And certainly noteworthy was the twerking trend occurring this year. Any object could be “twerked,” according to this compilation.

I realize for some time there's been much controversy, mostly racially-charged, around claims about groups of teenagers not from the local area creating problems in the Boystown area.

I also think one could gain a more accurate and perhaps even inspiring context for this situation by recounting what happened to my friend and I after we left the apartment.

In a quest for food, we stopped at a casual joint called Windy City Gyros. The place was full of openly gay teenagers, racially diverse. Yes, openly gay, girls holding hands, one guy with his arm draped around the shoulder of another guy. This was a place where they could be open, safe. I can't imagine that behavior occurring when I was in high school in the 1970s, anywhere.
 

 

Windy City Gyros interior
Photo Credit: TripAdvisor.com

And, I do understand the serious issues with police presence at such events, especially at an event which commemorates a movement that began as a protest against the police, but a couple police guys casually went into the place to sit down and eat. Imagine how different this situation might have been in the 1970s and 1980s. During that period, the police might have been there because the owners would be calling them about the deviants.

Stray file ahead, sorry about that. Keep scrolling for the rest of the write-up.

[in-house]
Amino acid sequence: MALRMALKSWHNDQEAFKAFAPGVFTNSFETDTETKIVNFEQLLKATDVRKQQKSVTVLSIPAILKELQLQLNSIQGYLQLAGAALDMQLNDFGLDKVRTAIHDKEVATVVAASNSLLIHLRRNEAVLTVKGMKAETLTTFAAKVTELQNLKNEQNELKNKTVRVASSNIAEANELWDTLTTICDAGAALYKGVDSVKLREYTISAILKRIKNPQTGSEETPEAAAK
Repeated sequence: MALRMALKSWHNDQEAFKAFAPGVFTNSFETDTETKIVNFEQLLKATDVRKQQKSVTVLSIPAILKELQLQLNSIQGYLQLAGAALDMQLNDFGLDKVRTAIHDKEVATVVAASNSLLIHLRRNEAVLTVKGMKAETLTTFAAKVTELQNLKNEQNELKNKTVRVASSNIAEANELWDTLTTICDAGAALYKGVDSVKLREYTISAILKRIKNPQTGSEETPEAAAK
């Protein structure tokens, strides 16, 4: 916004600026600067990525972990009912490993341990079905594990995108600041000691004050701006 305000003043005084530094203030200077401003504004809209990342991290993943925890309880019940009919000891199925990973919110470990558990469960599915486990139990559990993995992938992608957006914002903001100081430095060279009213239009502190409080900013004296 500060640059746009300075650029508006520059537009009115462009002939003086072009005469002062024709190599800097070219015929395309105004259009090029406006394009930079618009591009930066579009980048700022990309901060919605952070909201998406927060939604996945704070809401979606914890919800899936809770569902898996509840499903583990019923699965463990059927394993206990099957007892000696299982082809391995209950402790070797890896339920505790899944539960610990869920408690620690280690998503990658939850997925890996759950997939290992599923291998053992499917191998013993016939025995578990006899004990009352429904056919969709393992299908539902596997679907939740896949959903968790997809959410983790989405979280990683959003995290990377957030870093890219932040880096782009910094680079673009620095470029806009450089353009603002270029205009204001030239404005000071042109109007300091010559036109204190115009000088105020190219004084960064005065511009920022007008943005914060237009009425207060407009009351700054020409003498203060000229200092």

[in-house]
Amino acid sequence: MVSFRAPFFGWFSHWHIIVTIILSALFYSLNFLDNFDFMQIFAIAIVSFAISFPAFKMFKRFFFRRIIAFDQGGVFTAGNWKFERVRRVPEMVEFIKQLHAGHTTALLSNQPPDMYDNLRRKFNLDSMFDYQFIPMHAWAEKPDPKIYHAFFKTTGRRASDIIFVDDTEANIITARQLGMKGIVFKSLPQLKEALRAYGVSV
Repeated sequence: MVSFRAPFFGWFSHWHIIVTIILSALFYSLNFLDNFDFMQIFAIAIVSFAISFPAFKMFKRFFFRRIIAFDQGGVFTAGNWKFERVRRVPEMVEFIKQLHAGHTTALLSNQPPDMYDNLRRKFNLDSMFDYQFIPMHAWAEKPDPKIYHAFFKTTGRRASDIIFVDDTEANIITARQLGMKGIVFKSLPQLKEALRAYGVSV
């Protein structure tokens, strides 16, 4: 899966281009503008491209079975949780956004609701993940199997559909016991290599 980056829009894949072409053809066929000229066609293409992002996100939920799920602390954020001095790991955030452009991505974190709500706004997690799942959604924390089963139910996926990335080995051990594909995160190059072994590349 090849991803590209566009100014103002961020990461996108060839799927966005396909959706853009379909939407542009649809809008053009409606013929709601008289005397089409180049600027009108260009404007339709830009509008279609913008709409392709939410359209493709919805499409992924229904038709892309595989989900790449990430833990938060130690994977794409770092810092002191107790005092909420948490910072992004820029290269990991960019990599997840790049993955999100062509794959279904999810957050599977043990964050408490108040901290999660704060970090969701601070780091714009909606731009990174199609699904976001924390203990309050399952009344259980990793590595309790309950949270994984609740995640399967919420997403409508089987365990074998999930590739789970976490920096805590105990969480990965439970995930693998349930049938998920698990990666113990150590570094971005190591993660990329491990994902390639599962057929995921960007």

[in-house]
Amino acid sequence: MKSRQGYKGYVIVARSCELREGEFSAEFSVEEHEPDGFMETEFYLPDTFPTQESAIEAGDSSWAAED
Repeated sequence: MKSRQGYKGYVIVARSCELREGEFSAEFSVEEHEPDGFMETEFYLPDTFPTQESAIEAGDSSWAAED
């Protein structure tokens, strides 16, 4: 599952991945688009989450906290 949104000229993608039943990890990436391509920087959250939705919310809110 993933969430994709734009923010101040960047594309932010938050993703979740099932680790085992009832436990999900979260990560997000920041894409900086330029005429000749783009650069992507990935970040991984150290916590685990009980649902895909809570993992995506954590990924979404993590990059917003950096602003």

The boundary between celebration and violence, and self-expression and psychological disturbance, is fluid, especially at events whose purpose and history, however that history may be subsumed or diluted, is a stand against repressive hierarchies.

I decry the violence that occurred in a place previous generations built to be safe and open (including for twerking) for the future: LGBTQ youth.

Perhaps, 50 years after Stonewall, we need to realize that it's not justice or rights in the abstract we need to work for, but with persons in all their moment by moment, often messy, complexity.

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Lucy Ricardo on I Love Lucy: A Criminal!

Lucy Ricardo

I so hope I am not outing myself even more as an “eldergay” with the topic of the blog this week, but I do like to think Lucy, especially as Lucy Ricardo on I Love Lucy, will remain always funny, even as broadcasts of that show are now making their way into interstellar space.

Situation comedies, like most art forms that move in time, require suspension of disbelief, but after some inspiration from the inimitable datalounge website (which bills itself as “serving up this steaming pile of Gay celebrity gossip, politics and pointless bitchery since 1995 (were you even born in 1995?) Go ahead. You know you want to..."), this idea really hit me … if one pretty much voids the suspension of disbelief required for Lucy and (in most cases) her accomplice Ethel to get involved in so many zany madcap predicaments, plus interpreting their antics through a fear-ridden mindset characteristic of so many 21st century persons (especially helicopter parents) … Yikes!